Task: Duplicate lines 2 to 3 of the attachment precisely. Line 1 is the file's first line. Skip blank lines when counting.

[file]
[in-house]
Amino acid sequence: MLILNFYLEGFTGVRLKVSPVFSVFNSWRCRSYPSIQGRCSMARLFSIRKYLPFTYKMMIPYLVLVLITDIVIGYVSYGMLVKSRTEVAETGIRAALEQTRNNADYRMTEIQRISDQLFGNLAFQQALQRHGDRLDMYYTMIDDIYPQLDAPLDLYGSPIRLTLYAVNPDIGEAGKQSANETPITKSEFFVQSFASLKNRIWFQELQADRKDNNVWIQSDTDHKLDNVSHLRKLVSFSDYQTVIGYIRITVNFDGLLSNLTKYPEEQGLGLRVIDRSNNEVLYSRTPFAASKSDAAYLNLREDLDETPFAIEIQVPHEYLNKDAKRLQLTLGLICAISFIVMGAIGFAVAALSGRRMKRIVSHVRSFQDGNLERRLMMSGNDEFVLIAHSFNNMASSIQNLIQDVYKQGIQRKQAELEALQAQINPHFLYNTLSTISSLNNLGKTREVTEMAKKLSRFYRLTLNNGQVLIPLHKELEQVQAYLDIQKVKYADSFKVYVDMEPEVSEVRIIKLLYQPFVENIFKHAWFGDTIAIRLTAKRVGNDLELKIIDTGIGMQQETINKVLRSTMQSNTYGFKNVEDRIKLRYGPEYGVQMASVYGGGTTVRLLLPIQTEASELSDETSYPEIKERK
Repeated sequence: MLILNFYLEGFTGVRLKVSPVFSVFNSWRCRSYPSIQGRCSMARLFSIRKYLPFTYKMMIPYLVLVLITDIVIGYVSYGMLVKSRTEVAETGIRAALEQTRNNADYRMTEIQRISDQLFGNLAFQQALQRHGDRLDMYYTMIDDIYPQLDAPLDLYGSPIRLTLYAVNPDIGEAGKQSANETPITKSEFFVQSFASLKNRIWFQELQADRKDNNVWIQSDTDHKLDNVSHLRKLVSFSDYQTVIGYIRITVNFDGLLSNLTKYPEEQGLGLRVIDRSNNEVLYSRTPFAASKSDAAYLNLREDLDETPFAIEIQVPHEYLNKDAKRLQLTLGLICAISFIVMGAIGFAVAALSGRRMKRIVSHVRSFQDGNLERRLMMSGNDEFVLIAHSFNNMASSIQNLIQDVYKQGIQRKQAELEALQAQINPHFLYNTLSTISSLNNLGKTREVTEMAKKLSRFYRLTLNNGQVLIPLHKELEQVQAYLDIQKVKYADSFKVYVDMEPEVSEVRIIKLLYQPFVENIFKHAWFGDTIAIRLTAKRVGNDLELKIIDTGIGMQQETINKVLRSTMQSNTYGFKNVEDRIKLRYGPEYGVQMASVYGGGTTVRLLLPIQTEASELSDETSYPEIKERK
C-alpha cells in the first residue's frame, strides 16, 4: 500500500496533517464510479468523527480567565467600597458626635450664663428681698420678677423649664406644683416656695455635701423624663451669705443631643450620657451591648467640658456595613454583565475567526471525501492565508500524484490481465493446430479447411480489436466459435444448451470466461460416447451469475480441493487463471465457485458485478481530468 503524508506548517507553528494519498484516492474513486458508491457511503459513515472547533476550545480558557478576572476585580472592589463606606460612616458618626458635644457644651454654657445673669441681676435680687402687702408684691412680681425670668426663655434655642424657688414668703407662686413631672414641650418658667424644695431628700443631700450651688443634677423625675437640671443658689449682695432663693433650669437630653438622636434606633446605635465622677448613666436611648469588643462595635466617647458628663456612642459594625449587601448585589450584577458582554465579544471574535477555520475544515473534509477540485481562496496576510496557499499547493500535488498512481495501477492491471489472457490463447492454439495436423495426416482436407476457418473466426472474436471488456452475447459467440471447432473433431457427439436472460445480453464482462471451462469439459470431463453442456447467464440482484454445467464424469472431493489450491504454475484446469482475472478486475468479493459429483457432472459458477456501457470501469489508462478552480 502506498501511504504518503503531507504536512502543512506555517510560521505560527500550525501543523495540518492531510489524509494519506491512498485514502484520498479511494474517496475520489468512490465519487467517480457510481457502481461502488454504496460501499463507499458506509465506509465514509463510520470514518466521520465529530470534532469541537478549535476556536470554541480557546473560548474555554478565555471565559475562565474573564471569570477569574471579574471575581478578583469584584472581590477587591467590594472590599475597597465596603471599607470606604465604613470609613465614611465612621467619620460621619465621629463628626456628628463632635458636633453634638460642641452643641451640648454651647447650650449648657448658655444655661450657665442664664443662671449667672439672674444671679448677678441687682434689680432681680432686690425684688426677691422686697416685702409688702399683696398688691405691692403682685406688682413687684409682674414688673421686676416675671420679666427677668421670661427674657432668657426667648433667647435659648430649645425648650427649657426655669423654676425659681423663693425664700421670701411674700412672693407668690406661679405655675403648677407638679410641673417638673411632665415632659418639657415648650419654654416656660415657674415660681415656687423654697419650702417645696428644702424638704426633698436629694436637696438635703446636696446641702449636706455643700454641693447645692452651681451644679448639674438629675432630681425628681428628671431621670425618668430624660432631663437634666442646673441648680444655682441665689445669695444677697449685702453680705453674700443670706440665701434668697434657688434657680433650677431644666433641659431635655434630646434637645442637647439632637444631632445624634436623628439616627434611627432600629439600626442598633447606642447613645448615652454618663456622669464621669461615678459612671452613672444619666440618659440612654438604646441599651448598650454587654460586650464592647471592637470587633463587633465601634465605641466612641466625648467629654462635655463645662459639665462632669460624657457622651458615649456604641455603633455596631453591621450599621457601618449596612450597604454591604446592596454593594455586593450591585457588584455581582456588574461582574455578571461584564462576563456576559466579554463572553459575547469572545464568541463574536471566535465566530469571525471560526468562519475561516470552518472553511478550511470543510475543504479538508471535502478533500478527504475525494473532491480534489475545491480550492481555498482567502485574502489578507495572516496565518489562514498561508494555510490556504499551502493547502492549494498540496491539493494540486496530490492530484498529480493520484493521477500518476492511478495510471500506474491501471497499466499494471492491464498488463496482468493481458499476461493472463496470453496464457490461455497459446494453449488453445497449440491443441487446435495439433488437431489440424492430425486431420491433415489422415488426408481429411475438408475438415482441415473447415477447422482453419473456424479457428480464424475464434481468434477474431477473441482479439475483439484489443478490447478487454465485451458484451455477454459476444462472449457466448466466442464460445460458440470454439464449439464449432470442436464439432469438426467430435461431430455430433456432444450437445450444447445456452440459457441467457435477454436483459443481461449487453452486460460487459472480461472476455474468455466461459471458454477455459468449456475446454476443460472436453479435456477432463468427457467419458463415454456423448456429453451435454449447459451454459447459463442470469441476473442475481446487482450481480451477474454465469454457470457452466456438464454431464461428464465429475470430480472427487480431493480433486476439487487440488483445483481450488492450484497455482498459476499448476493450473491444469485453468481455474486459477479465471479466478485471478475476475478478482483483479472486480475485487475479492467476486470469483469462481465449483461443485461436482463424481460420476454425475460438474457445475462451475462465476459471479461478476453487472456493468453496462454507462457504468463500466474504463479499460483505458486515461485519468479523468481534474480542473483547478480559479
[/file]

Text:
Amino acid sequence: MLILNFYLEGFTGVRLKVSPVFSVFNSWRCRSYPSIQGRCSMARLFSIRKYLPFTYKMMIPYLVLVLITDIVIGYVSYGMLVKSRTEVAETGIRAALEQTRNNADYRMTEIQRISDQLFGNLAFQQALQRHGDRLDMYYTMIDDIYPQLDAPLDLYGSPIRLTLYAVNPDIGEAGKQSANETPITKSEFFVQSFASLKNRIWFQELQADRKDNNVWIQSDTDHKLDNVSHLRKLVSFSDYQTVIGYIRITVNFDGLLSNLTKYPEEQGLGLRVIDRSNNEVLYSRTPFAASKSDAAYLNLREDLDETPFAIEIQVPHEYLNKDAKRLQLTLGLICAISFIVMGAIGFAVAALSGRRMKRIVSHVRSFQDGNLERRLMMSGNDEFVLIAHSFNNMASSIQNLIQDVYKQGIQRKQAELEALQAQINPHFLYNTLSTISSLNNLGKTREVTEMAKKLSRFYRLTLNNGQVLIPLHKELEQVQAYLDIQKVKYADSFKVYVDMEPEVSEVRIIKLLYQPFVENIFKHAWFGDTIAIRLTAKRVGNDLELKIIDTGIGMQQETINKVLRSTMQSNTYGFKNVEDRIKLRYGPEYGVQMASVYGGGTTVRLLLPIQTEASELSDETSYPEIKERK
Repeated sequence: MLILNFYLEGFTGVRLKVSPVFSVFNSWRCRSYPSIQGRCSMARLFSIRKYLPFTYKMMIPYLVLVLITDIVIGYVSYGMLVKSRTEVAETGIRAALEQTRNNADYRMTEIQRISDQLFGNLAFQQALQRHGDRLDMYYTMIDDIYPQLDAPLDLYGSPIRLTLYAVNPDIGEAGKQSANETPITKSEFFVQSFASLKNRIWFQELQADRKDNNVWIQSDTDHKLDNVSHLRKLVSFSDYQTVIGYIRITVNFDGLLSNLTKYPEEQGLGLRVIDRSNNEVLYSRTPFAASKSDAAYLNLREDLDETPFAIEIQVPHEYLNKDAKRLQLTLGLICAISFIVMGAIGFAVAALSGRRMKRIVSHVRSFQDGNLERRLMMSGNDEFVLIAHSFNNMASSIQNLIQDVYKQGIQRKQAELEALQAQINPHFLYNTLSTISSLNNLGKTREVTEMAKKLSRFYRLTLNNGQVLIPLHKELEQVQAYLDIQKVKYADSFKVYVDMEPEVSEVRIIKLLYQPFVENIFKHAWFGDTIAIRLTAKRVGNDLELKIIDTGIGMQQETINKVLRSTMQSNTYGFKNVEDRIKLRYGPEYGVQMASVYGGGTTVRLLLPIQTEASELSDETSYPEIKERK